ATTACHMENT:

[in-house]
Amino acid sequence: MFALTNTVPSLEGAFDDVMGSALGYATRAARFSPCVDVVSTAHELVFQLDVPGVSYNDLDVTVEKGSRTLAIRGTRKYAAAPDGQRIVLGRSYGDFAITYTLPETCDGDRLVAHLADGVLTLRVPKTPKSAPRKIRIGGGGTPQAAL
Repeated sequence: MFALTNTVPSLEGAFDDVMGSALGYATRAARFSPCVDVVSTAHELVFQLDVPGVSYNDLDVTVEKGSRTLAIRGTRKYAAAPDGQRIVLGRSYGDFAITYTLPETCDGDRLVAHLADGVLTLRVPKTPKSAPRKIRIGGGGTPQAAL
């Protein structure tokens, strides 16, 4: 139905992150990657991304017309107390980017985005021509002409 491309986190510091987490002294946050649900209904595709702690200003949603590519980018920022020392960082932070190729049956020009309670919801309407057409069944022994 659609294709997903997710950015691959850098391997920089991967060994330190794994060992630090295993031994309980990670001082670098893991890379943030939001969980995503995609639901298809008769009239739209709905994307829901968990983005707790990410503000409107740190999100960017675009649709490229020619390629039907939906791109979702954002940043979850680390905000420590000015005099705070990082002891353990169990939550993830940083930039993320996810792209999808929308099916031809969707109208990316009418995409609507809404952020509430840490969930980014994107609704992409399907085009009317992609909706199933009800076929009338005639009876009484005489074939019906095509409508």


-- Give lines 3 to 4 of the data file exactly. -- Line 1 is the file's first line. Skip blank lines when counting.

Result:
Repeated sequence: MFALTNTVPSLEGAFDDVMGSALGYATRAARFSPCVDVVSTAHELVFQLDVPGVSYNDLDVTVEKGSRTLAIRGTRKYAAAPDGQRIVLGRSYGDFAITYTLPETCDGDRLVAHLADGVLTLRVPKTPKSAPRKIRIGGGGTPQAAL
């Protein structure tokens, strides 16, 4: 139905992150990657991304017309107390980017985005021509002409 491309986190510091987490002294946050649900209904595709702690200003949603590519980018920022020392960082932070190729049956020009309670919801309407057409069944022994 659609294709997903997710950015691959850098391997920089991967060994330190794994060992630090295993031994309980990670001082670098893991890379943030939001969980995503995609639901298809008769009239739209709905994307829901968990983005707790990410503000409107740190999100960017675009649709490229020619390629039907939906791109979702954002940043979850680390905000420590000015005099705070990082002891353990169990939550993830940083930039993320996810792209999808929308099916031809969707109208990316009418995409609507809404952020509430840490969930980014994107609704992409399907085009009317992609909706199933009800076929009338005639009876009484005489074939019906095509409508």